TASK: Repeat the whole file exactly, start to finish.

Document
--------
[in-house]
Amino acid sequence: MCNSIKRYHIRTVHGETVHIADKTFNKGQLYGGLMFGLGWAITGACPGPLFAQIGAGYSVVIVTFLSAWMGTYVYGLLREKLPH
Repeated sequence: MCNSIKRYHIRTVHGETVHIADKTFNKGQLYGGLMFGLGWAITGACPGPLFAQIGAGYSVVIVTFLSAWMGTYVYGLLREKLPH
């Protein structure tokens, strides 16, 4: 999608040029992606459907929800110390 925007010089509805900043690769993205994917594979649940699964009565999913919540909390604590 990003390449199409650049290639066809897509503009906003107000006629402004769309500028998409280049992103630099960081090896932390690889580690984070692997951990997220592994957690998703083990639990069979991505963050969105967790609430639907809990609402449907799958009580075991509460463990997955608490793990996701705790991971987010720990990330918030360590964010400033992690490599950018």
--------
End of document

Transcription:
[in-house]
Amino acid sequence: MCNSIKRYHIRTVHGETVHIADKTFNKGQLYGGLMFGLGWAITGACPGPLFAQIGAGYSVVIVTFLSAWMGTYVYGLLREKLPH
Repeated sequence: MCNSIKRYHIRTVHGETVHIADKTFNKGQLYGGLMFGLGWAITGACPGPLFAQIGAGYSVVIVTFLSAWMGTYVYGLLREKLPH
């Protein structure tokens, strides 16, 4: 999608040029992606459907929800110390 925007010089509805900043690769993205994917594979649940699964009565999913919540909390604590 990003390449199409650049290639066809897509503009906003107000006629402004769309500028998409280049992103630099960081090896932390690889580690984070692997951990997220592994957690998703083990639990069979991505963050969105967790609430639907809990609402449907799958009580075991509460463990997955608490793990996701705790991971987010720990990330918030360590964010400033992690490599950018």